Friday, June 10, 2011

To Sir Horace Mann      Arlington Street      April 2, 1750
You will not wonder so much at our earthquakes as at the effects they have had. All the women in town have taken them up upon the foot of Judgments; and the clergy, who have had no windfalls of a long season, have driven horse and foot into this opinion.
There has been a shower of sermons and exhortations; Secker, the jesuitical Bishop of Oxford, began the mode. He heard the women were all going out of town to avoid the next shock; and so: for fear of losing his Easter offerings, he set himself to advise them to await God's good pleasure in fear and trembling. But what is more astonishing, Sherlock, who has much better sense, and much less of the Popish confessor has been running a race with him for the old ladies, and has written a pastoral letter, of which ten thousand were sold in two days; and fifty thousand have been subscribed for, since the two first editions.
I told you the women talked of going out of town: several families are literally gone, and many more going to-day and to-morrow; for what adds to the absurdity, is, that the second shock having happened exactly a month after the former, it prevails that there will be a third on Thursday next, another month, which is to swallow up London. I am almost ready to burn my letter now I have begun it, lest you should think I am laughing at you: but it is so true, that Arthur of White's told me last night, that he should put off the last ridotto, which was to be on Thursday, because he hears nobody would come to it. I have advised several who are going to keep their next earthquake in the country, to take the bark for it, as it is so periodic. Dick Leveson and Mr. Rigby, who had supped and strived late at Bedford House the other night, knocked at several doors, and in a watchman's voice cried, "Past four o'clock, and a dreadful earthquake!"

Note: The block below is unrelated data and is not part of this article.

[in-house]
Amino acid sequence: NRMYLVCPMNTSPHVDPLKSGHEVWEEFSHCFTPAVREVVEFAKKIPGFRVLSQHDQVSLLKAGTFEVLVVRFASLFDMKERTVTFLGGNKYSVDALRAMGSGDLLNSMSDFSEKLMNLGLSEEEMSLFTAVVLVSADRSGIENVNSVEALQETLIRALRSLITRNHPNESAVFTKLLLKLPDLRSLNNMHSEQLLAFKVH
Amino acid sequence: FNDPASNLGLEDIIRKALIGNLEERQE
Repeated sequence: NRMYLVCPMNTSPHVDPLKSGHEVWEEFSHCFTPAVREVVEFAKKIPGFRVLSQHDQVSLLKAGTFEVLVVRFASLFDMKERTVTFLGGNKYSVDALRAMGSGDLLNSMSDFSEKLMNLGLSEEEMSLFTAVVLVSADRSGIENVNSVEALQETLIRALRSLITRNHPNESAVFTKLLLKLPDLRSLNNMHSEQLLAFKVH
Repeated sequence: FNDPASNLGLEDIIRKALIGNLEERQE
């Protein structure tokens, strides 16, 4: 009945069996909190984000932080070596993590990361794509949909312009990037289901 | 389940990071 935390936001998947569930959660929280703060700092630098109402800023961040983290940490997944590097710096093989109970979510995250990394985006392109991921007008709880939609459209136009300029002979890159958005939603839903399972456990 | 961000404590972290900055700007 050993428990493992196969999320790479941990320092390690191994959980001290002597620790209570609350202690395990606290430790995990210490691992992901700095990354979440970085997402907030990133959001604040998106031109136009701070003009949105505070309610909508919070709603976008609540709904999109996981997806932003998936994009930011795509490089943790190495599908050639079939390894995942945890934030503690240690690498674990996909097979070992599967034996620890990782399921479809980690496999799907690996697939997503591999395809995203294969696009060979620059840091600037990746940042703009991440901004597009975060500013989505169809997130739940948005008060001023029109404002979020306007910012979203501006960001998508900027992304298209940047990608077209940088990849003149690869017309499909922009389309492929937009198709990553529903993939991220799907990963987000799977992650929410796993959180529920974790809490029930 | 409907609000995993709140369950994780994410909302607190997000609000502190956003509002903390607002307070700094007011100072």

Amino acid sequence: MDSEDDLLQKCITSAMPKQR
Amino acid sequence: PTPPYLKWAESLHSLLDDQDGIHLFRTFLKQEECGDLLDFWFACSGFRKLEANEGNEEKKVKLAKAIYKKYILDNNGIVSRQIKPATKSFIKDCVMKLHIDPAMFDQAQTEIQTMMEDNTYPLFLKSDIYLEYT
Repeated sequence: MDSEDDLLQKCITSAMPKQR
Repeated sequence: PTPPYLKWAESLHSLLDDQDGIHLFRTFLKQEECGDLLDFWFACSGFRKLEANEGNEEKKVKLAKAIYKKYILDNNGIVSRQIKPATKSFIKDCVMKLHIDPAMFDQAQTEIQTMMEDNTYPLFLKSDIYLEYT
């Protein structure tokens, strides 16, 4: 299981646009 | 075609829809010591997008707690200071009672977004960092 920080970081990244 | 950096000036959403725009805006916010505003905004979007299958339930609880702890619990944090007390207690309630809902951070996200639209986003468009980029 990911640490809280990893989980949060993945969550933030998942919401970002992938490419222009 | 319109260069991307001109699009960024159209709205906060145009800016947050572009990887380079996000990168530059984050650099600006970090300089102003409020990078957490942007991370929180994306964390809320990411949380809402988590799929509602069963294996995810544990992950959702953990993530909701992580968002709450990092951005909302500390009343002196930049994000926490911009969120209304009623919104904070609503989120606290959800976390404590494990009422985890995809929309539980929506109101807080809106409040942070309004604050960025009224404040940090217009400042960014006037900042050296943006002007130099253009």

But I have done with this ridiculous panic: two pages were too much to talk of it. We have had nothing in Parliament but trade-bills, on one of which the Speaker humbled the arrogance of Sir John Barnard, who had reflected upon the proceedings of the House. It is to break up on Thursday Se'nnight, and the King goes this day fortnight.
I was entertained the other night at the house of much such a creature as Sir John Rawdon, and one whom you remember too, Naylor. he has a wife who keeps the most indecent house of all those that are called decent: every Sunday she has a contraband assembly: I had had a card for Monday a fortnight before. As the day was new, I expected a great assembly, but found scarce six persons. I asked where the company was--I was answered, "Oh! they are not come yet: they will be here presently; they all supped here last night, stayed till morning, and I suppose are not up yet."
Wednesday           I had not time to finish my letter on Monday. I return to the earthquake, which I had mistaken; it is to be to-day. This frantic terror is so much, that within these three days seven hundred and thirty coaches have been counted passing Hyde Park corner, with whole parties removing into the country. Here is a good advertisement which I cut out of the papers to-day; "On Monday next will be published (price 6d.) A true and exact List of all the Nobility and Gentry who have left, or shall leave, this place through fear of another Earthquake."
Several women have made earthquake gowns; that is, warm gowns to sit out of doors all to-night. These are of the more courageous. One woman, still more heroic, is come to town on purpose: she says, all her friends are in London, and she will not survive them. But what will you think of Lady Catherine Pelham, Lady Frances Arundel, and Lord and Lady Galway, who go this evening to an inn ten miles out of town, where they are to play at brag till five in the morning, and then come back-I suppose, to look for the bones of their husbands and families under the rubbish. The prophet of all this (next to the Bishop of London) is a trooper of Lord Delawar's who was yesterday sent to Bedlam. His colonel sent to the man's wife, and asked her if her husband had ever been disordered before. She cried, "Oh dear! my lord, he is not mad now; if your lordship would but get any sensible man to examine him, you would find, he is quite in his right mind." I shall now tell you something more serious: Lord Dalkeith is dead of the small-pox in three days. It is so dreadfully fatal in his family, that besides several uncles and aunts, his eldest boy died of it last year; and his only brother, who was ill but two days, putrefied so fast that his limbs fell off as they lifted the body into the coffin.

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